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Prevent Weeds from Going to Seed

Updated: 07/23/2013 @ 9:50am

Bare ground is an invitation for weed development. From the looks of it, waterhemp and marestail are having quite a party in the Midwest farm fields this season!  Large-seeded broadleaf weeds like giant ragweed and cocklebur are showing up, too.  

Existing weed vegetation should be controlled with tillage, herbicides, or a combination of tactics. Weed management on prevent-plant acres is challenging for a couple reasons. First of all, many of those fields have weeds growing on them that are now 2 to 3 feet tall. The taller the weeds, the harder it is to manage them.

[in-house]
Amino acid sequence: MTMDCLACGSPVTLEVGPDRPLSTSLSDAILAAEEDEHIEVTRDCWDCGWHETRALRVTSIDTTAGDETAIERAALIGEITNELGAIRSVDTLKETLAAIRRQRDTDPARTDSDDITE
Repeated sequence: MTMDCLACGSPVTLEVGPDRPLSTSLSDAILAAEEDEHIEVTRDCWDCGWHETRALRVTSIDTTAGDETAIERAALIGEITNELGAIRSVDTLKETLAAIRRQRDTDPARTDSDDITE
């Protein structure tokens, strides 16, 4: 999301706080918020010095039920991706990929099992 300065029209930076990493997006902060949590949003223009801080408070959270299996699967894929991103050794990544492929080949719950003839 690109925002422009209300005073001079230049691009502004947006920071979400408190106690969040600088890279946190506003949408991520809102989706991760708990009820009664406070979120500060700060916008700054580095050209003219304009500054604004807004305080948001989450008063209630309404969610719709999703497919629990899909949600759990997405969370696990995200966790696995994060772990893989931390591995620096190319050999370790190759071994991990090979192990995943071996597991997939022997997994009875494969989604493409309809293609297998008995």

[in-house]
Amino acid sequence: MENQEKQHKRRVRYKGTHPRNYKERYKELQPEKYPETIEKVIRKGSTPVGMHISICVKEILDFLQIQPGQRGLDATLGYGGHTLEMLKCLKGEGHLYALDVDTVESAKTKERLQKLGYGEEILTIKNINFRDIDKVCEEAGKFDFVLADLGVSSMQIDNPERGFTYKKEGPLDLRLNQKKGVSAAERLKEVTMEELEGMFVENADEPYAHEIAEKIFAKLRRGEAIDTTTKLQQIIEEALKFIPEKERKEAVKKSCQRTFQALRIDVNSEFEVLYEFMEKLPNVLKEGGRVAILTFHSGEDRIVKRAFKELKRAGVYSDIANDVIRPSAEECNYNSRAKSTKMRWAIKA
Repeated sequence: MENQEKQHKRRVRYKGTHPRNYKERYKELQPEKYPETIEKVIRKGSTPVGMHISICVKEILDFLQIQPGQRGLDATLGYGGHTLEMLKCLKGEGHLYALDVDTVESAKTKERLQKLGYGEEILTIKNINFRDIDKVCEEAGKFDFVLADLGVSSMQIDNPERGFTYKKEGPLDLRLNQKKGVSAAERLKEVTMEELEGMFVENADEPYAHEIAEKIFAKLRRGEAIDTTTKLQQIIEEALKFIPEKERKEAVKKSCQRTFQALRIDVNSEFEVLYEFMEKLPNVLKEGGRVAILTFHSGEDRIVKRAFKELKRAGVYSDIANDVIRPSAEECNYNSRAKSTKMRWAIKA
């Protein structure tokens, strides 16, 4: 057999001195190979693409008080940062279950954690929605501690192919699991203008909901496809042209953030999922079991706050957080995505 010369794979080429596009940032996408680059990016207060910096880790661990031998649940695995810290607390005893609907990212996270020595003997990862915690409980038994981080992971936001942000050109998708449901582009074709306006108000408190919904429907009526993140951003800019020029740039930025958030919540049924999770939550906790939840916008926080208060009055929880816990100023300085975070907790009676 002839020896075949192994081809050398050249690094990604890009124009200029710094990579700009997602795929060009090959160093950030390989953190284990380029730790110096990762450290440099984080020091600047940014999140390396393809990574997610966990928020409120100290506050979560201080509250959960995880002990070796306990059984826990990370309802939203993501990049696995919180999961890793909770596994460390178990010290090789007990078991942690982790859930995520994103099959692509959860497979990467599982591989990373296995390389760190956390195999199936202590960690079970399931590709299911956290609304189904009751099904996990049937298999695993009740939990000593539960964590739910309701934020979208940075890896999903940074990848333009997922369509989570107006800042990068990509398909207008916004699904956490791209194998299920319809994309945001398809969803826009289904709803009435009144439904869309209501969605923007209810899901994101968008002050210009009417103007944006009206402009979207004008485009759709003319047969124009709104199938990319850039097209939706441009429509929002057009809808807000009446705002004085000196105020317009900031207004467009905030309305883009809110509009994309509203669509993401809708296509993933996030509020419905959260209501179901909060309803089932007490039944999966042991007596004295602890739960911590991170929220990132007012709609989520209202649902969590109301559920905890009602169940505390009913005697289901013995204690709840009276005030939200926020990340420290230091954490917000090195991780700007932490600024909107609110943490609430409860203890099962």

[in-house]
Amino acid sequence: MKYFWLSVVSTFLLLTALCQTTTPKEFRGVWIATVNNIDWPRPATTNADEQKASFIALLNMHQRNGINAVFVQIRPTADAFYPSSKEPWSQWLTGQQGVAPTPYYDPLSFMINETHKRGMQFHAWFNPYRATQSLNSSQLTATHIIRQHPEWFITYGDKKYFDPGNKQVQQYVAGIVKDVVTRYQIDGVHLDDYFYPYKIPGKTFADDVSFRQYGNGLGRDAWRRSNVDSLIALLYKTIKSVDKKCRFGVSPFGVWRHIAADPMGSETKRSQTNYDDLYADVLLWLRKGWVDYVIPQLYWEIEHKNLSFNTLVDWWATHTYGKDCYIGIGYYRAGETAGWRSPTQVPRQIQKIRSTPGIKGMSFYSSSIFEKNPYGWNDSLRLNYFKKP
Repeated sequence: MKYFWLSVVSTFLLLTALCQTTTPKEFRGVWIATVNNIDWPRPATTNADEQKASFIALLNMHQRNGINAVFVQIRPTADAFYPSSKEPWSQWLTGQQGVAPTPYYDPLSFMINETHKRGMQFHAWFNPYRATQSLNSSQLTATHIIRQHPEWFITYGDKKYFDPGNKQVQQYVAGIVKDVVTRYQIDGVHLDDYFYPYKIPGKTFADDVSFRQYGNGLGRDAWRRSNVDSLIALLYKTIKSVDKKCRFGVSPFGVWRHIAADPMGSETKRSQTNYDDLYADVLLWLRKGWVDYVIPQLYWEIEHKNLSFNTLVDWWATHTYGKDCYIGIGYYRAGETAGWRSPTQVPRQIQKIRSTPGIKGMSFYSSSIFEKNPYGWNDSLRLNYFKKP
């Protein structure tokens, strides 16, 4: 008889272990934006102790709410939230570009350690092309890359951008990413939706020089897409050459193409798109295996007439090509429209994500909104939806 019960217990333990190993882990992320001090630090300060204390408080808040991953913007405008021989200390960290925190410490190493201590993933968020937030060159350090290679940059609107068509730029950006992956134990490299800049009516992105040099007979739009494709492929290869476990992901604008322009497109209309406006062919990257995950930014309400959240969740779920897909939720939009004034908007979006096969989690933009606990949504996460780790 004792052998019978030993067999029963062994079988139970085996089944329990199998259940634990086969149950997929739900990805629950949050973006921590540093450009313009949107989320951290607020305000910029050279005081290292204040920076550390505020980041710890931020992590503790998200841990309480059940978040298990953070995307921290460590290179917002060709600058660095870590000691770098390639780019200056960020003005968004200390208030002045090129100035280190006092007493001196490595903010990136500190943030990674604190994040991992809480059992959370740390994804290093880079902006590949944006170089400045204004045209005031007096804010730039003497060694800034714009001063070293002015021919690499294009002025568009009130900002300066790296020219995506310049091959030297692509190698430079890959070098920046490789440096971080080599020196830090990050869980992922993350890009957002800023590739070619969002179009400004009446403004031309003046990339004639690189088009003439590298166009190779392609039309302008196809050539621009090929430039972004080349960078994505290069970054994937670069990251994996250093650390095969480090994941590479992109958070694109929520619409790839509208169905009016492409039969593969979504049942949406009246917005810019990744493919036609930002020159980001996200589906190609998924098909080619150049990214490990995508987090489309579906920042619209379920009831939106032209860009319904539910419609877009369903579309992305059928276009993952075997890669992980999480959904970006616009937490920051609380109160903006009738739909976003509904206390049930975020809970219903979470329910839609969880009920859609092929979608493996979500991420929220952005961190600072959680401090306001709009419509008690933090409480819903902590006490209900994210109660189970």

Some weeds are simply too large to effectively spray at this point, and those weeds that do survive a herbicide application can start developing resistance. Manage herbicide resistance before it becomes a major problem.  

You don’t want this season’s weeds to rob next year’s corn or soybean crop of yield. Crops have a better chance of reaching optimal yield when they’re not competing with weeds for sunlight, water, and nutrients.  

It’s important to take care of the weeds before they go to seed. As weeds reach maturity, any seeds they leave behind will increase the difficulty of keeping next year’s crop clean. Dead weeds don’t make seeds!

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